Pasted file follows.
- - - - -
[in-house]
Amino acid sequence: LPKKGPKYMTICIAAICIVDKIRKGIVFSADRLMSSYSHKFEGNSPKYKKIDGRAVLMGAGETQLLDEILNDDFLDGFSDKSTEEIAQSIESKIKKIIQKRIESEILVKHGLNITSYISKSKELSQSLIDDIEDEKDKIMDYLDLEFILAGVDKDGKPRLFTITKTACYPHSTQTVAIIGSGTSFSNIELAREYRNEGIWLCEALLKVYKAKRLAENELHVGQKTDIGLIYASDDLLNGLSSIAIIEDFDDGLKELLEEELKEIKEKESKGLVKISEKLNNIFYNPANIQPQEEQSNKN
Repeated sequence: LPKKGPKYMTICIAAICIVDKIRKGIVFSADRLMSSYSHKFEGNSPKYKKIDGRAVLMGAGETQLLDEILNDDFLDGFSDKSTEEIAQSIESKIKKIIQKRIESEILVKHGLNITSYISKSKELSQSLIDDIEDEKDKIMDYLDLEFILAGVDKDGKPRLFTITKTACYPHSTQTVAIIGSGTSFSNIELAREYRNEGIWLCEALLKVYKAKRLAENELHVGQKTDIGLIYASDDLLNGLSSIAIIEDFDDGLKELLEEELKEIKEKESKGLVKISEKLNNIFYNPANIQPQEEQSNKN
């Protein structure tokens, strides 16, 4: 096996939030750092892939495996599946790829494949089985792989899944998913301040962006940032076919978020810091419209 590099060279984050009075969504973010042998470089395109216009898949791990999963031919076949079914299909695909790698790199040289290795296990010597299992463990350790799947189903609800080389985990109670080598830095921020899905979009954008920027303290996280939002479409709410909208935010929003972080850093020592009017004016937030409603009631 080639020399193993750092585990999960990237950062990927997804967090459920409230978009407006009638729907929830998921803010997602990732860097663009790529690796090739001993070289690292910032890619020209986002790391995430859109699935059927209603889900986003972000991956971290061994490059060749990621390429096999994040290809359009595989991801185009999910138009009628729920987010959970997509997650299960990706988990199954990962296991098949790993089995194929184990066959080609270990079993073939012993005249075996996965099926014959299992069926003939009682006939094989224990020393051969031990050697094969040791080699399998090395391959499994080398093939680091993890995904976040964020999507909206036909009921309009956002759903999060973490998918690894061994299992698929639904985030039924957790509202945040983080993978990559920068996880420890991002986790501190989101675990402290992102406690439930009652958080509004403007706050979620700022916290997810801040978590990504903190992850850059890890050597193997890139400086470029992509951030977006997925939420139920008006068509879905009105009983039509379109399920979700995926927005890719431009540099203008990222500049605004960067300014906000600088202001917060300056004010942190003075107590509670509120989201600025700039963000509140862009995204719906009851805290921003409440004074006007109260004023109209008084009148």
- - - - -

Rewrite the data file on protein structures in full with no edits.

[in-house]
Amino acid sequence: LPKKGPKYMTICIAAICIVDKIRKGIVFSADRLMSSYSHKFEGNSPKYKKIDGRAVLMGAGETQLLDEILNDDFLDGFSDKSTEEIAQSIESKIKKIIQKRIESEILVKHGLNITSYISKSKELSQSLIDDIEDEKDKIMDYLDLEFILAGVDKDGKPRLFTITKTACYPHSTQTVAIIGSGTSFSNIELAREYRNEGIWLCEALLKVYKAKRLAENELHVGQKTDIGLIYASDDLLNGLSSIAIIEDFDDGLKELLEEELKEIKEKESKGLVKISEKLNNIFYNPANIQPQEEQSNKN
Repeated sequence: LPKKGPKYMTICIAAICIVDKIRKGIVFSADRLMSSYSHKFEGNSPKYKKIDGRAVLMGAGETQLLDEILNDDFLDGFSDKSTEEIAQSIESKIKKIIQKRIESEILVKHGLNITSYISKSKELSQSLIDDIEDEKDKIMDYLDLEFILAGVDKDGKPRLFTITKTACYPHSTQTVAIIGSGTSFSNIELAREYRNEGIWLCEALLKVYKAKRLAENELHVGQKTDIGLIYASDDLLNGLSSIAIIEDFDDGLKELLEEELKEIKEKESKGLVKISEKLNNIFYNPANIQPQEEQSNKN
């Protein structure tokens, strides 16, 4: 096996939030750092892939495996599946790829494949089985792989899944998913301040962006940032076919978020810091419209 590099060279984050009075969504973010042998470089395109216009898949791990999963031919076949079914299909695909790698790199040289290795296990010597299992463990350790799947189903609800080389985990109670080598830095921020899905979009954008920027303290996280939002479409709410909208935010929003972080850093020592009017004016937030409603009631 080639020399193993750092585990999960990237950062990927997804967090459920409230978009407006009638729907929830998921803010997602990732860097663009790529690796090739001993070289690292910032890619020209986002790391995430859109699935059927209603889900986003972000991956971290061994490059060749990621390429096999994040290809359009595989991801185009999910138009009628729920987010959970997509997650299960990706988990199954990962296991098949790993089995194929184990066959080609270990079993073939012993005249075996996965099926014959299992069926003939009682006939094989224990020393051969031990050697094969040791080699399998090395391959499994080398093939680091993890995904976040964020999507909206036909009921309009956002759903999060973490998918690894061994299992698929639904985030039924957790509202945040983080993978990559920068996880420890991002986790501190989101675990402290992102406690439930009652958080509004403007706050979620700022916290997810801040978590990504903190992850850059890890050597193997890139400086470029992509951030977006997925939420139920008006068509879905009105009983039509379109399920979700995926927005890719431009540099203008990222500049605004960067300014906000600088202001917060300056004010942190003075107590509670509120989201600025700039963000509140862009995204719906009851805290921003409440004074006007109260004023109209008084009148």